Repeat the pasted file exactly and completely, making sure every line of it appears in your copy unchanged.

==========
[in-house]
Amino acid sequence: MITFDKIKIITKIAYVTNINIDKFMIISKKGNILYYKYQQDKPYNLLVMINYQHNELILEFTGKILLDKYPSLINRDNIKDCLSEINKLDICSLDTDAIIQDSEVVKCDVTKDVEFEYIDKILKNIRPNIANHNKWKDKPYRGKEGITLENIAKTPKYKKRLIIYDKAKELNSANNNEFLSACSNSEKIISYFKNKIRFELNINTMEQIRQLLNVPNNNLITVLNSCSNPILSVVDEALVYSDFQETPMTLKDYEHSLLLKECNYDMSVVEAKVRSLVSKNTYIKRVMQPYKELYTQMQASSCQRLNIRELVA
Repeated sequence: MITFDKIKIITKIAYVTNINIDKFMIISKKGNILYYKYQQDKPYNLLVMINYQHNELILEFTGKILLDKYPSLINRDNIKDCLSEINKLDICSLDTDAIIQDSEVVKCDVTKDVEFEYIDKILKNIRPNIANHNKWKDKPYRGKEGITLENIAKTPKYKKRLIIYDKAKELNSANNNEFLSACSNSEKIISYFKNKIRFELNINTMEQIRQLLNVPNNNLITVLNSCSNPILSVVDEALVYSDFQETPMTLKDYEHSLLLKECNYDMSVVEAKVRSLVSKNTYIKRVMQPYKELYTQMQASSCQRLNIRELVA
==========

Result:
[in-house]
Amino acid sequence: MITFDKIKIITKIAYVTNINIDKFMIISKKGNILYYKYQQDKPYNLLVMINYQHNELILEFTGKILLDKYPSLINRDNIKDCLSEINKLDICSLDTDAIIQDSEVVKCDVTKDVEFEYIDKILKNIRPNIANHNKWKDKPYRGKEGITLENIAKTPKYKKRLIIYDKAKELNSANNNEFLSACSNSEKIISYFKNKIRFELNINTMEQIRQLLNVPNNNLITVLNSCSNPILSVVDEALVYSDFQETPMTLKDYEHSLLLKECNYDMSVVEAKVRSLVSKNTYIKRVMQPYKELYTQMQASSCQRLNIRELVA
Repeated sequence: MITFDKIKIITKIAYVTNINIDKFMIISKKGNILYYKYQQDKPYNLLVMINYQHNELILEFTGKILLDKYPSLINRDNIKDCLSEINKLDICSLDTDAIIQDSEVVKCDVTKDVEFEYIDKILKNIRPNIANHNKWKDKPYRGKEGITLENIAKTPKYKKRLIIYDKAKELNSANNNEFLSACSNSEKIISYFKNKIRFELNINTMEQIRQLLNVPNNNLITVLNSCSNPILSVVDEALVYSDFQETPMTLKDYEHSLLLKECNYDMSVVEAKVRSLVSKNTYIKRVMQPYKELYTQMQASSCQRLNIRELVA